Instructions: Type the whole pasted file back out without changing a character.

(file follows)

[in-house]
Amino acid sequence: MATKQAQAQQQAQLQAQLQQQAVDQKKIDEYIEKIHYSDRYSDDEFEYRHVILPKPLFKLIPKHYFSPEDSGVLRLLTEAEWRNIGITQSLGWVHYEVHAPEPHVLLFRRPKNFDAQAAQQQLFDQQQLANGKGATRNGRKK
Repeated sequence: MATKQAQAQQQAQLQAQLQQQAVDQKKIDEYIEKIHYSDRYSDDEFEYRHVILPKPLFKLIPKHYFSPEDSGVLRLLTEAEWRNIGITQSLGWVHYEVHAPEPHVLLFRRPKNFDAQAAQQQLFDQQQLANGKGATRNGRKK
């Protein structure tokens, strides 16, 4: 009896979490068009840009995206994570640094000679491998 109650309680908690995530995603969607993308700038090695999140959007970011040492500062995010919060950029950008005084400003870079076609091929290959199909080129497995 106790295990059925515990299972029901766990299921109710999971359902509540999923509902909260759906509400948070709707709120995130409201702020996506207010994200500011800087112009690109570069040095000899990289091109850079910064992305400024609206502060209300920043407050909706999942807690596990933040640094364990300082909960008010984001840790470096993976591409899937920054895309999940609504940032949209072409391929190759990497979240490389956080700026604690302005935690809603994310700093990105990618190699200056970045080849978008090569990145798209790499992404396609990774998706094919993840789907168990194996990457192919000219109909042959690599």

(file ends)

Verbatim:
[in-house]
Amino acid sequence: MATKQAQAQQQAQLQAQLQQQAVDQKKIDEYIEKIHYSDRYSDDEFEYRHVILPKPLFKLIPKHYFSPEDSGVLRLLTEAEWRNIGITQSLGWVHYEVHAPEPHVLLFRRPKNFDAQAAQQQLFDQQQLANGKGATRNGRKK
Repeated sequence: MATKQAQAQQQAQLQAQLQQQAVDQKKIDEYIEKIHYSDRYSDDEFEYRHVILPKPLFKLIPKHYFSPEDSGVLRLLTEAEWRNIGITQSLGWVHYEVHAPEPHVLLFRRPKNFDAQAAQQQLFDQQQLANGKGATRNGRKK
């Protein structure tokens, strides 16, 4: 009896979490068009840009995206994570640094000679491998 109650309680908690995530995603969607993308700038090695999140959007970011040492500062995010919060950029950008005084400003870079076609091929290959199909080129497995 106790295990059925515990299972029901766990299921109710999971359902509540999923509902909260759906509400948070709707709120995130409201702020996506207010994200500011800087112009690109570069040095000899990289091109850079910064992305400024609206502060209300920043407050909706999942807690596990933040640094364990300082909960008010984001840790470096993976591409899937920054895309999940609504940032949209072409391929190759990497979240490389956080700026604690302005935690809603994310700093990105990618190699200056970045080849978008090569990145798209790499992404396609990774998706094919993840789907168990194996990457192919000219109909042959690599």